Putin says he’s ready for diplomatic talks with Ukraine after speaking with China’s President Xi
President Vladimir Putin said he’s ready to authorize talks with Ukraine on a possible neutral status for the country, hours after speaking with Chinese leader Xi Jinping as Russia’s military invasion approached Kyiv.
Putin is willing to take up a proposal by Ukrainian President Volodymyr Zelenskiy to discuss neutrality, and to send a delegation to the Belarusian capital, Minsk, for talks, Kremlin spokesman Dmitry Peskov said Friday. There was no immediate response from Kyiv to the announcement.
The offer came after a phone call between Putin and Xi in which the Russian leader said he was ready for talks “taking into account the signals just received” from Ukraine, according to a Kremlin statement. Chinese state TV had earlier reported that Xi urged Russia and Ukraine to negotiate to “resolve issues” on the call and had reiterated Beijing’s support for the principles of sovereignty and territorial integrity.
The discussion came as the Ukrainian military defended Kyiv against attacking Russian troops on the second day of the invasion Putin ordered. Zelenskiy has said his forces will defend Ukraine’s independence and he’s called on the U.S. and Europe to do more to support his country. Belarus President Alexander Lukashenko has allowed Russian forces to enter Ukraine from his territory as part of Russia’s intervention.
It may be hard to find common ground between Russia and Ukraine. Announcing the invasion Thursday, Putin railed against Ukrainian leaders as “neo-Nazis” and said his goal was to replace the “junta” in Kyiv and demilitarize Ukraine.
Zelenskiy, who is Jewish, hit back at Putin’s criticism, saying 8 million Ukrainians had died in the defeat of fascism in World War II and that his own grandfather had fought in the Soviet army throughout the war. He said he’d reached out to the Kremlin for talks before the invasion but had received only “silence” in response.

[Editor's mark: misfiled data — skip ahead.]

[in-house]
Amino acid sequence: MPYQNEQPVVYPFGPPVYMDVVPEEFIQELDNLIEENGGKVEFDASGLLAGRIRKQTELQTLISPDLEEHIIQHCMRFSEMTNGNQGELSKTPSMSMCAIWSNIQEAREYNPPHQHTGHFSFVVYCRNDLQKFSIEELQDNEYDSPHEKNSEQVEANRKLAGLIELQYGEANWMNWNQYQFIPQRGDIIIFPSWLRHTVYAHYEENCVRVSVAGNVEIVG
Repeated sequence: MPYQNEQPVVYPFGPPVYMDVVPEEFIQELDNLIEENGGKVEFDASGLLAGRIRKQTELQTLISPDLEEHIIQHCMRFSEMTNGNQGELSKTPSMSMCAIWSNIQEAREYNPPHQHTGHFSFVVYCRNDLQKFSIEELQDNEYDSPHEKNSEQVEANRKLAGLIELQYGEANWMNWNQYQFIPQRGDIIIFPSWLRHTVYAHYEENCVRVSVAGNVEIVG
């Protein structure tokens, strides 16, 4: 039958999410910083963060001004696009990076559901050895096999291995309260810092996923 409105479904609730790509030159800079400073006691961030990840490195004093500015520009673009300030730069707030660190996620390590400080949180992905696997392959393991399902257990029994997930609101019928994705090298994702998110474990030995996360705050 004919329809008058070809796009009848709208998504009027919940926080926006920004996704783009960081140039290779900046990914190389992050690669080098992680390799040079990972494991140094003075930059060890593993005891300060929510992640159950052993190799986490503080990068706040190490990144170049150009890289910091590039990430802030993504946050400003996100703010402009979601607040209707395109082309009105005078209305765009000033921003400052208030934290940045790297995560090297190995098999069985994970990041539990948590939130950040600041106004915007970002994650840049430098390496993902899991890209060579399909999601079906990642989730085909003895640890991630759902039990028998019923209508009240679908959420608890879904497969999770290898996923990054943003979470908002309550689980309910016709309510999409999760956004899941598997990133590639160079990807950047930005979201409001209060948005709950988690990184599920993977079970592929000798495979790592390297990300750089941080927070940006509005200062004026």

Shortly after the Kremlin’s announcement, Putin told a televised meeting of Russia’s Security Council that nationalists were bringing weapons into Ukrainian cities and using civilians as cover against Russian forces.
It’s necessary to discuss a cease-fire and “the end of this invasion,” Zelenskiy said in a speech Thursday. “We are not afraid to talk to Russia. We are not afraid to say everything about security guarantees for our state. We are not afraid to talk about neutral status,” he said.
Putin ordered the invasion after accusing the U.S. and its allies of ignoring Russia’s demands for binding security guarantees that included a halt to further expansion of the North Atlantic Treaty Organization and a refusal to extend membership to Ukraine. He also called on NATO to withdraw its forces to positions they held in 1997, before central and eastern European nations joined the alliance. NATO had rejected the demands.
The Kremlin’s readiness to talk to Ukraine comes as the U.S. and Europe have responded with waves of sanctions targeting Russia’s financial sector and access to technology amid international condemnation of Putin’s military campaign.
With shots and explosions heard across the Ukrainian capital, Kyiv Mayor Vitali Klitschko said the city had “entered the defense phase” against Russian forces. “We must keep the capital that the enemy wants to bring to its knees and destroy,” he said.
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